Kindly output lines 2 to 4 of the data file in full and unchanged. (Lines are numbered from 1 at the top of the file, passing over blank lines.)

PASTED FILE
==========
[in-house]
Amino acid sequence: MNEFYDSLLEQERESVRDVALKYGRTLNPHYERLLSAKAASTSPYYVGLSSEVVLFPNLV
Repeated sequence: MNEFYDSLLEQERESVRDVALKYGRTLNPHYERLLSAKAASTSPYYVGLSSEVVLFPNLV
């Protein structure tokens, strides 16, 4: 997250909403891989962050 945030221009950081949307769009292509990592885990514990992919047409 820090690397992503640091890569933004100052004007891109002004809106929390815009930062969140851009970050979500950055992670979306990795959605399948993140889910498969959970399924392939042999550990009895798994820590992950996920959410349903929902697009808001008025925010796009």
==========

Amino acid sequence: MNEFYDSLLEQERESVRDVALKYGRTLNPHYERLLSAKAASTSPYYVGLSSEVVLFPNLV
Repeated sequence: MNEFYDSLLEQERESVRDVALKYGRTLNPHYERLLSAKAASTSPYYVGLSSEVVLFPNLV
């Protein structure tokens, strides 16, 4: 997250909403891989962050 945030221009950081949307769009292509990592885990514990992919047409 820090690397992503640091890569933004100052004007891109002004809106929390815009930062969140851009970050979500950055992670979306990795959605399948993140889910498969959970399924392939042999550990009895798994820590992950996920959410349903929902697009808001008025925010796009």